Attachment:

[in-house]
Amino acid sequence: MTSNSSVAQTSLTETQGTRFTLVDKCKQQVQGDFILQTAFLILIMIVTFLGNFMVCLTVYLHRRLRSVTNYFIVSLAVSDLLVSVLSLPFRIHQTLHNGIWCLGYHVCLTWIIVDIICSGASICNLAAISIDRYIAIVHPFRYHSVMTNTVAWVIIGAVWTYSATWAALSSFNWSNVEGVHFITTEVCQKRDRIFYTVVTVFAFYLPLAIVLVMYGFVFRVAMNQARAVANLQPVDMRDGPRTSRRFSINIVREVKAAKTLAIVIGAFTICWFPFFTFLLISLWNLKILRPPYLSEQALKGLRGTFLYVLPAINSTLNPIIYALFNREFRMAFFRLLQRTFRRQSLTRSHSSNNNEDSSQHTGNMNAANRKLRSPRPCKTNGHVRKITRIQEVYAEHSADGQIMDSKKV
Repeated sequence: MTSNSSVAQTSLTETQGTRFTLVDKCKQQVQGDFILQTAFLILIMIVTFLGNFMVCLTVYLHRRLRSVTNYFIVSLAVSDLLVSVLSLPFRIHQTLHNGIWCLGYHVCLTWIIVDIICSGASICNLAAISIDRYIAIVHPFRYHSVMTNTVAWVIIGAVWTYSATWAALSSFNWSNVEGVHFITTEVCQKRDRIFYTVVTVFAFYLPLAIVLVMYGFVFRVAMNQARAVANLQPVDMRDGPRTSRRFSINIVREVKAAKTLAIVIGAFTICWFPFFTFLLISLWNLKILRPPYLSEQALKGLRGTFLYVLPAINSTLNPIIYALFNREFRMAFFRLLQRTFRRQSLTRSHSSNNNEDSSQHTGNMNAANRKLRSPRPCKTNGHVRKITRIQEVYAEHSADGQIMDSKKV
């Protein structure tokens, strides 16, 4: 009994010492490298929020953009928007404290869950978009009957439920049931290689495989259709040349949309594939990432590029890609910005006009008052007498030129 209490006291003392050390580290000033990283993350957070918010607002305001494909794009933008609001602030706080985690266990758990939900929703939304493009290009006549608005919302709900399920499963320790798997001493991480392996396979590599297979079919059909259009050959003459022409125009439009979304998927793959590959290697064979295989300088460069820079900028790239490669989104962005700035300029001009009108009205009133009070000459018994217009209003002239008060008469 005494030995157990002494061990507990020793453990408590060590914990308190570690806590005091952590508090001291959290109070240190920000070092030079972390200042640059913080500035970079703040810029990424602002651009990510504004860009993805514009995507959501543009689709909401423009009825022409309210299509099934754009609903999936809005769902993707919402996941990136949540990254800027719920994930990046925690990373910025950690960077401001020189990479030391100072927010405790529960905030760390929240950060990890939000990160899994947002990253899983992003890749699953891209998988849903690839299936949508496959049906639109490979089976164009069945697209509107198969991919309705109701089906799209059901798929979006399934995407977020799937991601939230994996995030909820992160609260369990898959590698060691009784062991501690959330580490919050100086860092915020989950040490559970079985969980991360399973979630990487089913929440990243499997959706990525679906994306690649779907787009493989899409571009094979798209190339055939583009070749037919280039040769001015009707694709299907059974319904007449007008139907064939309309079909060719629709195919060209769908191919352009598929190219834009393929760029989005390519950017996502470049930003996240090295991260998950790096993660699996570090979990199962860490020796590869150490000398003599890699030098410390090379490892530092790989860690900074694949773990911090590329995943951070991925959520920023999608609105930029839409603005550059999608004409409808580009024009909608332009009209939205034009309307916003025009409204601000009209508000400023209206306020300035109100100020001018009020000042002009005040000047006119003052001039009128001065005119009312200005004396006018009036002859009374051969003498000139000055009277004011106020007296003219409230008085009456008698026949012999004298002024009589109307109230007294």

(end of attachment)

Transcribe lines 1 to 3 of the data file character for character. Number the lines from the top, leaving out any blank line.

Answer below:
[in-house]
Amino acid sequence: MTSNSSVAQTSLTETQGTRFTLVDKCKQQVQGDFILQTAFLILIMIVTFLGNFMVCLTVYLHRRLRSVTNYFIVSLAVSDLLVSVLSLPFRIHQTLHNGIWCLGYHVCLTWIIVDIICSGASICNLAAISIDRYIAIVHPFRYHSVMTNTVAWVIIGAVWTYSATWAALSSFNWSNVEGVHFITTEVCQKRDRIFYTVVTVFAFYLPLAIVLVMYGFVFRVAMNQARAVANLQPVDMRDGPRTSRRFSINIVREVKAAKTLAIVIGAFTICWFPFFTFLLISLWNLKILRPPYLSEQALKGLRGTFLYVLPAINSTLNPIIYALFNREFRMAFFRLLQRTFRRQSLTRSHSSNNNEDSSQHTGNMNAANRKLRSPRPCKTNGHVRKITRIQEVYAEHSADGQIMDSKKV
Repeated sequence: MTSNSSVAQTSLTETQGTRFTLVDKCKQQVQGDFILQTAFLILIMIVTFLGNFMVCLTVYLHRRLRSVTNYFIVSLAVSDLLVSVLSLPFRIHQTLHNGIWCLGYHVCLTWIIVDIICSGASICNLAAISIDRYIAIVHPFRYHSVMTNTVAWVIIGAVWTYSATWAALSSFNWSNVEGVHFITTEVCQKRDRIFYTVVTVFAFYLPLAIVLVMYGFVFRVAMNQARAVANLQPVDMRDGPRTSRRFSINIVREVKAAKTLAIVIGAFTICWFPFFTFLLISLWNLKILRPPYLSEQALKGLRGTFLYVLPAINSTLNPIIYALFNREFRMAFFRLLQRTFRRQSLTRSHSSNNNEDSSQHTGNMNAANRKLRSPRPCKTNGHVRKITRIQEVYAEHSADGQIMDSKKV